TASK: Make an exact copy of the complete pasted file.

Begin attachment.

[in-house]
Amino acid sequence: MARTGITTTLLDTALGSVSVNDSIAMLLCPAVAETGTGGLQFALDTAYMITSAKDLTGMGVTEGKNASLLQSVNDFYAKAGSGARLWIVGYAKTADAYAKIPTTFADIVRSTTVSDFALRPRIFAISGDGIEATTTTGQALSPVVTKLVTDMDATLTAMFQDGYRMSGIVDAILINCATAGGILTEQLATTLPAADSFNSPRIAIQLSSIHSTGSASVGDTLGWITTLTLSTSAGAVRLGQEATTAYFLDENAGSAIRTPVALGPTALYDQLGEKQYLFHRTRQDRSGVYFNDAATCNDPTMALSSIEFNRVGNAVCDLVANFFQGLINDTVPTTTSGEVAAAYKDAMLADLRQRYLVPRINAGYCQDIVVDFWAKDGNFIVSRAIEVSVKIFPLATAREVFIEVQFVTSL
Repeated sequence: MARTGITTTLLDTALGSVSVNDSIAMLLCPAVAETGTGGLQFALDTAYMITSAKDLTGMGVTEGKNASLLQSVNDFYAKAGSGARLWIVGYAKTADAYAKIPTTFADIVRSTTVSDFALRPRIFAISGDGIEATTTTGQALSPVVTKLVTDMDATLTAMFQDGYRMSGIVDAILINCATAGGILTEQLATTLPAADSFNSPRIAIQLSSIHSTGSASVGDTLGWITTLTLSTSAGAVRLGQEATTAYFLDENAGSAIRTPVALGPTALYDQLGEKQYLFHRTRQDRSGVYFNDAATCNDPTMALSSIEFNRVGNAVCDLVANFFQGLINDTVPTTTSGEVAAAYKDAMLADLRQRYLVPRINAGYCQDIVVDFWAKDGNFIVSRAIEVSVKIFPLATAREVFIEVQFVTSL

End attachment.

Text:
[in-house]
Amino acid sequence: MARTGITTTLLDTALGSVSVNDSIAMLLCPAVAETGTGGLQFALDTAYMITSAKDLTGMGVTEGKNASLLQSVNDFYAKAGSGARLWIVGYAKTADAYAKIPTTFADIVRSTTVSDFALRPRIFAISGDGIEATTTTGQALSPVVTKLVTDMDATLTAMFQDGYRMSGIVDAILINCATAGGILTEQLATTLPAADSFNSPRIAIQLSSIHSTGSASVGDTLGWITTLTLSTSAGAVRLGQEATTAYFLDENAGSAIRTPVALGPTALYDQLGEKQYLFHRTRQDRSGVYFNDAATCNDPTMALSSIEFNRVGNAVCDLVANFFQGLINDTVPTTTSGEVAAAYKDAMLADLRQRYLVPRINAGYCQDIVVDFWAKDGNFIVSRAIEVSVKIFPLATAREVFIEVQFVTSL
Repeated sequence: MARTGITTTLLDTALGSVSVNDSIAMLLCPAVAETGTGGLQFALDTAYMITSAKDLTGMGVTEGKNASLLQSVNDFYAKAGSGARLWIVGYAKTADAYAKIPTTFADIVRSTTVSDFALRPRIFAISGDGIEATTTTGQALSPVVTKLVTDMDATLTAMFQDGYRMSGIVDAILINCATAGGILTEQLATTLPAADSFNSPRIAIQLSSIHSTGSASVGDTLGWITTLTLSTSAGAVRLGQEATTAYFLDENAGSAIRTPVALGPTALYDQLGEKQYLFHRTRQDRSGVYFNDAATCNDPTMALSSIEFNRVGNAVCDLVANFFQGLINDTVPTTTSGEVAAAYKDAMLADLRQRYLVPRINAGYCQDIVVDFWAKDGNFIVSRAIEVSVKIFPLATAREVFIEVQFVTSL